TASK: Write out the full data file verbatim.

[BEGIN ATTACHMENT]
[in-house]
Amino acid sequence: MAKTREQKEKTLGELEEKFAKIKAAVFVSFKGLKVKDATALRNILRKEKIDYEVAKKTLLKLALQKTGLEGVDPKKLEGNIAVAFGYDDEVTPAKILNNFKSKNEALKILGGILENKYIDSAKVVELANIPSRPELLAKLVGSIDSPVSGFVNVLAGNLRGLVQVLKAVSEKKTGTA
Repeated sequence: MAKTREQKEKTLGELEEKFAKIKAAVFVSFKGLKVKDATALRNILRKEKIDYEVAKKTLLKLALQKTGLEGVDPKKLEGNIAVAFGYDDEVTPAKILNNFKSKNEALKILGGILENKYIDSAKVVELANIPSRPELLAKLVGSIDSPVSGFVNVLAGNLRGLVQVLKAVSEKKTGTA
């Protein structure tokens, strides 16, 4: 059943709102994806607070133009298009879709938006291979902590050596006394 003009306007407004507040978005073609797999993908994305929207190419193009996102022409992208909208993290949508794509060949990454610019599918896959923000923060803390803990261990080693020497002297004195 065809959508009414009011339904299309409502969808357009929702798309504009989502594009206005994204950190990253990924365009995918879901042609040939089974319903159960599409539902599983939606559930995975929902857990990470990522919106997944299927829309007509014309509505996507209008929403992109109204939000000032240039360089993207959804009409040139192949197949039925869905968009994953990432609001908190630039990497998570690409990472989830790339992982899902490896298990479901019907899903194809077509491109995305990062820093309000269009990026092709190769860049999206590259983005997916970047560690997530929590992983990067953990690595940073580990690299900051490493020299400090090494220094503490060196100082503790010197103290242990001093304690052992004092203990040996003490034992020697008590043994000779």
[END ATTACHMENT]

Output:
[in-house]
Amino acid sequence: MAKTREQKEKTLGELEEKFAKIKAAVFVSFKGLKVKDATALRNILRKEKIDYEVAKKTLLKLALQKTGLEGVDPKKLEGNIAVAFGYDDEVTPAKILNNFKSKNEALKILGGILENKYIDSAKVVELANIPSRPELLAKLVGSIDSPVSGFVNVLAGNLRGLVQVLKAVSEKKTGTA
Repeated sequence: MAKTREQKEKTLGELEEKFAKIKAAVFVSFKGLKVKDATALRNILRKEKIDYEVAKKTLLKLALQKTGLEGVDPKKLEGNIAVAFGYDDEVTPAKILNNFKSKNEALKILGGILENKYIDSAKVVELANIPSRPELLAKLVGSIDSPVSGFVNVLAGNLRGLVQVLKAVSEKKTGTA
């Protein structure tokens, strides 16, 4: 059943709102994806607070133009298009879709938006291979902590050596006394 003009306007407004507040978005073609797999993908994305929207190419193009996102022409992208909208993290949508794509060949990454610019599918896959923000923060803390803990261990080693020497002297004195 065809959508009414009011339904299309409502969808357009929702798309504009989502594009206005994204950190990253990924365009995918879901042609040939089974319903159960599409539902599983939606559930995975929902857990990470990522919106997944299927829309007509014309509505996507209008929403992109109204939000000032240039360089993207959804009409040139192949197949039925869905968009994953990432609001908190630039990497998570690409990472989830790339992982899902490896298990479901019907899903194809077509491109995305990062820093309000269009990026092709190769860049999206590259983005997916970047560690997530929590992983990067953990690595940073580990690299900051490493020299400090090494220094503490060196100082503790010197103290242990001093304690052992004092203990040996003490034992020697008590043994000779």